A documentary about the young radicals so outraged by the Vietnam war and other government actions of the time that they announced their intention to overthrow the U.S. government by any means possible. The whirlwind of materials include archive materials, interviews with living members, and wide raging footage showing key players in the unfolding drama of a turbulent time, such as the Students for a Democratic Society (SDS), the Black Panthers, Timothy Leary, Abby Hoffman, and many others. Also of interest, and timely again given the new incursions on civil liberties taking place today, are the insights into the modus operandi of COINTELPRO and the FBI.
This HBO/Cinemax production looks at the stories behind seven Cuban rafters. The starting point is the summer of 1994 when public protests in Cuba pressured Fidel Castro to sanction an opening of Cuba’s coastal borders and allowed a mass exodus of nearly 50,000 Cubans who risked their lives to sail 90 miles in makeshift rafts toward Miami. What unfolds is a look at political asylum process, the camps of Guantanamo Bay Naval Base, and the bittersweet results behind the acclimation of the seven rafters profiled as they acclimate to their new lives in the U.S.
Capturing the Friedmans
The Documentary Grand Prize Winner at this year’s Sundance Film Festival was this Rashomon-like inquiry into the unraveling life of an American family suddenly torn apart by acquisitions of pedophilia. The Friedmans are a well-to-do, upper-middle-class Jewish family who suddenly must answer to charges of horrible crimes that may, or may not, have been perpetrated by both the father and son. Also dealing with the fallout is a mother and two brothers. Director Andrew Jarecki carefully reveals information that sets up expectations in one direction but just as quickly confounds it with twists and turns put forth by any of many revolving characters who get involved in the drama. What really pushes everything over is the actual footage shot by the Friedmans themselves, thus affording the audience a truly unique and intimate look at a family crises.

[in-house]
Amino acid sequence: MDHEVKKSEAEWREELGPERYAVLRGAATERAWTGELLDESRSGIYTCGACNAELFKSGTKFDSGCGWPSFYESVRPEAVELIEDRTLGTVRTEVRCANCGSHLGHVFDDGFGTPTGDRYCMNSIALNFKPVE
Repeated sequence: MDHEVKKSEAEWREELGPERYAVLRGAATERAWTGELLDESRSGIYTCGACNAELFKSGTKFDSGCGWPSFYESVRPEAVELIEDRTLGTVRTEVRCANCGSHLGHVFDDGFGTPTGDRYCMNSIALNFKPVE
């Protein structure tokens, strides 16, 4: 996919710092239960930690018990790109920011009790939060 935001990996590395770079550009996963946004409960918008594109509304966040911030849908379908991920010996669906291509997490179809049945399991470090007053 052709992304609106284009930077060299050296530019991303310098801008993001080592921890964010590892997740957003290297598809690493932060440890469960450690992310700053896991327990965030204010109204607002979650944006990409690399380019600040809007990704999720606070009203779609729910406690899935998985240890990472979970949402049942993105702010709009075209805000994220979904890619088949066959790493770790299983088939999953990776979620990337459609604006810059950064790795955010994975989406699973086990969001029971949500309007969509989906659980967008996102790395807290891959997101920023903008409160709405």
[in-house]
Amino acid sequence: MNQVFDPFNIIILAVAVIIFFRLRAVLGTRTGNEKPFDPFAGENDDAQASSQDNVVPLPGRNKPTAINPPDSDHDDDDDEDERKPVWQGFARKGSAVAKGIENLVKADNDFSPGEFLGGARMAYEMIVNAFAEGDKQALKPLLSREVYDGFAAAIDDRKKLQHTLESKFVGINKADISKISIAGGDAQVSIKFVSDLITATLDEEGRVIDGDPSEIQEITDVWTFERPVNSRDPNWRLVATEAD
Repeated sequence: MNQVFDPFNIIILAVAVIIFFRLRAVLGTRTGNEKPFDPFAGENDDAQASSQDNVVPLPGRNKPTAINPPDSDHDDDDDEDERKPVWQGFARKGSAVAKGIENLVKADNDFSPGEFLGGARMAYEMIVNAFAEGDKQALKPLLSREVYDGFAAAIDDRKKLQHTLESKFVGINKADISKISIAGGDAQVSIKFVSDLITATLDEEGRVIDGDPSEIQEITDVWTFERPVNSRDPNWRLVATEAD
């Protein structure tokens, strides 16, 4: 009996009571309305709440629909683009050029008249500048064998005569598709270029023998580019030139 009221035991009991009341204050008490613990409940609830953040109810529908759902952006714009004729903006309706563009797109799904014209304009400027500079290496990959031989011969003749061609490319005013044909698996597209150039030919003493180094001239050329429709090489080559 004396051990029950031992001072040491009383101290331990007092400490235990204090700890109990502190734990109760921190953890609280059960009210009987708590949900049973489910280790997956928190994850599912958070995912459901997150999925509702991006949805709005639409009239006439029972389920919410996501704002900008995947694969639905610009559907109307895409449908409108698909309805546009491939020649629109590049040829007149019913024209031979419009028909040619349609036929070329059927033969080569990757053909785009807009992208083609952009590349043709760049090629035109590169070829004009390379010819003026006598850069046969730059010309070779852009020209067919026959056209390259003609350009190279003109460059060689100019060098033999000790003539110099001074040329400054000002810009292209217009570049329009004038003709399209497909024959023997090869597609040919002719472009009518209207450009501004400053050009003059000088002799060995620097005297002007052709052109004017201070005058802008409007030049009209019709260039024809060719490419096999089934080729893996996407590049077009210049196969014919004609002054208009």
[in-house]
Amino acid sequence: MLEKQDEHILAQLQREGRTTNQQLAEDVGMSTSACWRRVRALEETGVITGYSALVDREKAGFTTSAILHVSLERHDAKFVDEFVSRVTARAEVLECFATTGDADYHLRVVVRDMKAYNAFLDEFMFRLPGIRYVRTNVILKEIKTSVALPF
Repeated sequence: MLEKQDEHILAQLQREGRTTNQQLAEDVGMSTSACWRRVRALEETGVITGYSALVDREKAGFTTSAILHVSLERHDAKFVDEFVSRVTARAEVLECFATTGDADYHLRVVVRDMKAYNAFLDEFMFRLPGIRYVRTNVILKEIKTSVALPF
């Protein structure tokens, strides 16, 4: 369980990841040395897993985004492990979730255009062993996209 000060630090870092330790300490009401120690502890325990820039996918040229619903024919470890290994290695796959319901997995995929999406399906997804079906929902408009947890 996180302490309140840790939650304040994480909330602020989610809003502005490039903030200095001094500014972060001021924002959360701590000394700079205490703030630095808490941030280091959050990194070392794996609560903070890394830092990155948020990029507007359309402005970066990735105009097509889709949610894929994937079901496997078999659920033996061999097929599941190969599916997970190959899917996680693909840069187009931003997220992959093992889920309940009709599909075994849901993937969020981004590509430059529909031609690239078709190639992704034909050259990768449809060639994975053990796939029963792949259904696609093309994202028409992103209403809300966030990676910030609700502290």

It’s tempting to compare The Same River Twice to The Big Chill, insofar as both look at the aging process of a generation as it switches gears from counter-cultural roots to more established and familiar patterns. Read about The Same River Twice in-depth.
3. World Cinema
While most of the films below will actually find US distribution, my experience is that this is an anomaly when compared to past World Cinema offerings. I thus heartily recommend this section in the future to serious cineastes because there’s a good chance you’ll watch quite a few films here that are not likely to find themselves getting picked up by distributors and put on a fast track to either your neighborhood theater or television cable channel.
This is the second feature by the Icelandic filmmaker Baltasar Kormakur, his first being 101 Reykjavik. On the surface, The Sea looks at how a small Icelandic community interacts with the members of a family that all assemble to discuss the future of their patriarch’s fishery. In some ways, and in plot alone, the structure echoes Thomas Vinterberg’s The Celebration. But here the production values are all top notch and there’s also an undercurrent that looks at the impact of a global economy on a small fishing village to anchor the family histrionics.
The Thirteen Steps
This Japanese mystery is billed as a complicated thriller gravitating around a wrongly convicted killer and a former prison guard who takes him under his wing. Production values are top notch, and there is some nice attention to detail, allowing the viewer to take in nuance in mannerisms and scenic details with ease. Unfortunately, the pace languishes until the final half-hour, at which point the action and musical scoring come across as badly as in any crass and commercial Hollywood project. There are some humanistic touches that are laudably endearing, but they are eclipsed by an ending so saccharine that it was downright embarrassing to sit through.
28 Days Later